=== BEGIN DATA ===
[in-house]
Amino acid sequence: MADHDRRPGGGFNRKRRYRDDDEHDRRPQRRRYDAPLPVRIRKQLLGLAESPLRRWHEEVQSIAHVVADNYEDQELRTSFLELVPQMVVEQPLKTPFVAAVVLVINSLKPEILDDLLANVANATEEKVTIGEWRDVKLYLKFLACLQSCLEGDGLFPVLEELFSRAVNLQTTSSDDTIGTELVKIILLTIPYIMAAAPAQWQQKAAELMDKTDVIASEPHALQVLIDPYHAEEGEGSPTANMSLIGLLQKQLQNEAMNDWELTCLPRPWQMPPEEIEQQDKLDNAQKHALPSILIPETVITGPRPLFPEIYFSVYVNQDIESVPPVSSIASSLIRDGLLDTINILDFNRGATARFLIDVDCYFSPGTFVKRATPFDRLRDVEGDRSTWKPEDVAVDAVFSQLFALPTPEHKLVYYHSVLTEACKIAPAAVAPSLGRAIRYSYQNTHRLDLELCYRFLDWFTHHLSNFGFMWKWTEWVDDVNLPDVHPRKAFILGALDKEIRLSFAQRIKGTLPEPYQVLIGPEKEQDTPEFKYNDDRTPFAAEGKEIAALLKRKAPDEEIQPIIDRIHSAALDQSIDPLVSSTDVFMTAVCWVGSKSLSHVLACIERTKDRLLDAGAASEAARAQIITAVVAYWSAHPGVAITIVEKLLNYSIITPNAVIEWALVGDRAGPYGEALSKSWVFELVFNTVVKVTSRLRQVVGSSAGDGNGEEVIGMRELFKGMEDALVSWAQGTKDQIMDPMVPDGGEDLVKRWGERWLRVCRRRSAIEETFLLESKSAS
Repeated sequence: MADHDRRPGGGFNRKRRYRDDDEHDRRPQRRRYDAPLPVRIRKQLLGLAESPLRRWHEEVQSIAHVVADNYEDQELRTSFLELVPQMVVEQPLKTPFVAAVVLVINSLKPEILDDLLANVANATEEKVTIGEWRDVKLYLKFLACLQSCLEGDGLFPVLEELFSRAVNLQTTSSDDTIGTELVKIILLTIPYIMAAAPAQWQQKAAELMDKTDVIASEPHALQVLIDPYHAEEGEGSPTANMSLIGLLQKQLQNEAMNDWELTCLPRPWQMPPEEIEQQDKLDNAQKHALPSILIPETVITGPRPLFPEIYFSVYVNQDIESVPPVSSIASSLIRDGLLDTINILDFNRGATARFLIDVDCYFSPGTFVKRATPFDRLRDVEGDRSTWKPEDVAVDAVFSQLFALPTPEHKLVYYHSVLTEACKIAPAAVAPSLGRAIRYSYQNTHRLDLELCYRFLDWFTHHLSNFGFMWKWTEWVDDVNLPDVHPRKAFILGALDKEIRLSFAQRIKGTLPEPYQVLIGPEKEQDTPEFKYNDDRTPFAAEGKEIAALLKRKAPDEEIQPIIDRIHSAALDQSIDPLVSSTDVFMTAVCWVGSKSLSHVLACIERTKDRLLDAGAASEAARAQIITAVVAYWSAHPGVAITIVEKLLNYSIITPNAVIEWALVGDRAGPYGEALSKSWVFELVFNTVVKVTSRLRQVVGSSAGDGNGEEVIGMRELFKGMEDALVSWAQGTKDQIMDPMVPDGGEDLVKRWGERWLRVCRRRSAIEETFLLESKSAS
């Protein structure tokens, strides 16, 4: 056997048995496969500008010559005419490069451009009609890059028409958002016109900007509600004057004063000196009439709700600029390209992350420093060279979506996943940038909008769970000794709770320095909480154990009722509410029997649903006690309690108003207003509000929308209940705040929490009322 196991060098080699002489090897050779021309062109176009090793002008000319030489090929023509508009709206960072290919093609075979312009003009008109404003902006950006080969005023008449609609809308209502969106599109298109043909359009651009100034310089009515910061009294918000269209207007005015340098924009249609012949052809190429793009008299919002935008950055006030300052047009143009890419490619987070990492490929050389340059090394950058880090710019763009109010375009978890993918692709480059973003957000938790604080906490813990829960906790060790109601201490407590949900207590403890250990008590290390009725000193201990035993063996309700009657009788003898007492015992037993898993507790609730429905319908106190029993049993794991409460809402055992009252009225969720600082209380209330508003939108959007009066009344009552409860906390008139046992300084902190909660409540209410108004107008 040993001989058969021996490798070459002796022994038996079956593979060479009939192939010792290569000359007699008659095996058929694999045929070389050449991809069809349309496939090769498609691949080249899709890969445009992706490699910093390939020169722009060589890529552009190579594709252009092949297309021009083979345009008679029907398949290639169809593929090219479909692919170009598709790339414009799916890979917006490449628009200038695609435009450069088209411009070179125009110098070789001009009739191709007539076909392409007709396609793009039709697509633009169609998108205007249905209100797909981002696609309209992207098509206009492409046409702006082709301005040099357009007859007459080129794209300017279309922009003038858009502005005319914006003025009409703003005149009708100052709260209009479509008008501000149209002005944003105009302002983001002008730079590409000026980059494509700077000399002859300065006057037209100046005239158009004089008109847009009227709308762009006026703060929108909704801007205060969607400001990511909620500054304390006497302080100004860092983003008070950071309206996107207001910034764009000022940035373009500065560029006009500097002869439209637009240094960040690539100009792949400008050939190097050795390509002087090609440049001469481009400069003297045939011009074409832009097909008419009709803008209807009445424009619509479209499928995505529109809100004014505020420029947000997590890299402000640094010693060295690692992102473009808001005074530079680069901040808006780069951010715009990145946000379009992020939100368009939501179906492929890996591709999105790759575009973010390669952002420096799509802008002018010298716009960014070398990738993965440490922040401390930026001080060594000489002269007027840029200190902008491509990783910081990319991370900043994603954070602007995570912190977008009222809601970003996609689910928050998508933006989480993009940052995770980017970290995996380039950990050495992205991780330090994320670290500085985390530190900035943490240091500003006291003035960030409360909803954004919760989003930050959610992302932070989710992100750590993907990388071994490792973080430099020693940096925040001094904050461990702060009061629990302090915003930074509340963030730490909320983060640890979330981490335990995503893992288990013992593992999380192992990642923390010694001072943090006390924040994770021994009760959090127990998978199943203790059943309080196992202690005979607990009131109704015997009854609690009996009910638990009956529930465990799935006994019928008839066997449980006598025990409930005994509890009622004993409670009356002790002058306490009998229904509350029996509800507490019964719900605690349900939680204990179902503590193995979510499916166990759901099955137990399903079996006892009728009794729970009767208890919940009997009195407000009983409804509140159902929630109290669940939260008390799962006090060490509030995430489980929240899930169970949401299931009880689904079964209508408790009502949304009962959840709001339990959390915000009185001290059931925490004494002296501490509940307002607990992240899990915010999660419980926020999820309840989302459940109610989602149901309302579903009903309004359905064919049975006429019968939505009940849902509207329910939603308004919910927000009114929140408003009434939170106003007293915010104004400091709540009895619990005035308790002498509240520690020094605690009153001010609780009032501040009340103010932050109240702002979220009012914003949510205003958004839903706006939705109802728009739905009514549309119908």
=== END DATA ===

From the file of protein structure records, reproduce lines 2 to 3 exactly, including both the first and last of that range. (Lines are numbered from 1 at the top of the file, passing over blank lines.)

Amino acid sequence: MADHDRRPGGGFNRKRRYRDDDEHDRRPQRRRYDAPLPVRIRKQLLGLAESPLRRWHEEVQSIAHVVADNYEDQELRTSFLELVPQMVVEQPLKTPFVAAVVLVINSLKPEILDDLLANVANATEEKVTIGEWRDVKLYLKFLACLQSCLEGDGLFPVLEELFSRAVNLQTTSSDDTIGTELVKIILLTIPYIMAAAPAQWQQKAAELMDKTDVIASEPHALQVLIDPYHAEEGEGSPTANMSLIGLLQKQLQNEAMNDWELTCLPRPWQMPPEEIEQQDKLDNAQKHALPSILIPETVITGPRPLFPEIYFSVYVNQDIESVPPVSSIASSLIRDGLLDTINILDFNRGATARFLIDVDCYFSPGTFVKRATPFDRLRDVEGDRSTWKPEDVAVDAVFSQLFALPTPEHKLVYYHSVLTEACKIAPAAVAPSLGRAIRYSYQNTHRLDLELCYRFLDWFTHHLSNFGFMWKWTEWVDDVNLPDVHPRKAFILGALDKEIRLSFAQRIKGTLPEPYQVLIGPEKEQDTPEFKYNDDRTPFAAEGKEIAALLKRKAPDEEIQPIIDRIHSAALDQSIDPLVSSTDVFMTAVCWVGSKSLSHVLACIERTKDRLLDAGAASEAARAQIITAVVAYWSAHPGVAITIVEKLLNYSIITPNAVIEWALVGDRAGPYGEALSKSWVFELVFNTVVKVTSRLRQVVGSSAGDGNGEEVIGMRELFKGMEDALVSWAQGTKDQIMDPMVPDGGEDLVKRWGERWLRVCRRRSAIEETFLLESKSAS
Repeated sequence: MADHDRRPGGGFNRKRRYRDDDEHDRRPQRRRYDAPLPVRIRKQLLGLAESPLRRWHEEVQSIAHVVADNYEDQELRTSFLELVPQMVVEQPLKTPFVAAVVLVINSLKPEILDDLLANVANATEEKVTIGEWRDVKLYLKFLACLQSCLEGDGLFPVLEELFSRAVNLQTTSSDDTIGTELVKIILLTIPYIMAAAPAQWQQKAAELMDKTDVIASEPHALQVLIDPYHAEEGEGSPTANMSLIGLLQKQLQNEAMNDWELTCLPRPWQMPPEEIEQQDKLDNAQKHALPSILIPETVITGPRPLFPEIYFSVYVNQDIESVPPVSSIASSLIRDGLLDTINILDFNRGATARFLIDVDCYFSPGTFVKRATPFDRLRDVEGDRSTWKPEDVAVDAVFSQLFALPTPEHKLVYYHSVLTEACKIAPAAVAPSLGRAIRYSYQNTHRLDLELCYRFLDWFTHHLSNFGFMWKWTEWVDDVNLPDVHPRKAFILGALDKEIRLSFAQRIKGTLPEPYQVLIGPEKEQDTPEFKYNDDRTPFAAEGKEIAALLKRKAPDEEIQPIIDRIHSAALDQSIDPLVSSTDVFMTAVCWVGSKSLSHVLACIERTKDRLLDAGAASEAARAQIITAVVAYWSAHPGVAITIVEKLLNYSIITPNAVIEWALVGDRAGPYGEALSKSWVFELVFNTVVKVTSRLRQVVGSSAGDGNGEEVIGMRELFKGMEDALVSWAQGTKDQIMDPMVPDGGEDLVKRWGERWLRVCRRRSAIEETFLLESKSAS